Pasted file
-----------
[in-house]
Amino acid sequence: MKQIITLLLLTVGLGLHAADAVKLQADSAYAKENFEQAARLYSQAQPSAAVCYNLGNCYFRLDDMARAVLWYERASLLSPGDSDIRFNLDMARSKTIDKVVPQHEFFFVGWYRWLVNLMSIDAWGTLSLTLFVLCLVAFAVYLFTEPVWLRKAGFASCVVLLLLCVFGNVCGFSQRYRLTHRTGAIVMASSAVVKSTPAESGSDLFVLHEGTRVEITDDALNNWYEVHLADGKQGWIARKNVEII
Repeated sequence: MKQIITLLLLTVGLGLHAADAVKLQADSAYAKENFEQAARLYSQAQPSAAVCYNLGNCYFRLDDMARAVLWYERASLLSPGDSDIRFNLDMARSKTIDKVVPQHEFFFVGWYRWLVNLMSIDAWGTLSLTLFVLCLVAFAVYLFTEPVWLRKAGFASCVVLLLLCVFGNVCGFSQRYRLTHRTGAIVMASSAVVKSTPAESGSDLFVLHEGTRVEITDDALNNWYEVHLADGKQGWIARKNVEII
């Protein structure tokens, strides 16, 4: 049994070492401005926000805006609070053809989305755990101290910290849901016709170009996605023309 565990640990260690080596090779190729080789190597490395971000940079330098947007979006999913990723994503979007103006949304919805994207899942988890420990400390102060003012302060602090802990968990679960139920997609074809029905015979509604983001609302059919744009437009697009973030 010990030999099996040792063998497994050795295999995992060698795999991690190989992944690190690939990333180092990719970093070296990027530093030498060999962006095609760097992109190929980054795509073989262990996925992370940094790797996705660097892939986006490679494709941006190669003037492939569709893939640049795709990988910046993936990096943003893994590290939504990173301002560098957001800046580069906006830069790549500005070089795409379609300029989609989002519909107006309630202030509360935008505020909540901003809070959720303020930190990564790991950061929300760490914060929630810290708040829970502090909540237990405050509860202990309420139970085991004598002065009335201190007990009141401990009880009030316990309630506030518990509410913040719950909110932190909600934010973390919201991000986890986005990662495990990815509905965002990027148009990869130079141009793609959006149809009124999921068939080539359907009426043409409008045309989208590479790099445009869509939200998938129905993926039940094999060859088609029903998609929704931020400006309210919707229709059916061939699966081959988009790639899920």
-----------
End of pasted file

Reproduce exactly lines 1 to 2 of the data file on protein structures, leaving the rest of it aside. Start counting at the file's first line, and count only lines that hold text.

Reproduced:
[in-house]
Amino acid sequence: MKQIITLLLLTVGLGLHAADAVKLQADSAYAKENFEQAARLYSQAQPSAAVCYNLGNCYFRLDDMARAVLWYERASLLSPGDSDIRFNLDMARSKTIDKVVPQHEFFFVGWYRWLVNLMSIDAWGTLSLTLFVLCLVAFAVYLFTEPVWLRKAGFASCVVLLLLCVFGNVCGFSQRYRLTHRTGAIVMASSAVVKSTPAESGSDLFVLHEGTRVEITDDALNNWYEVHLADGKQGWIARKNVEII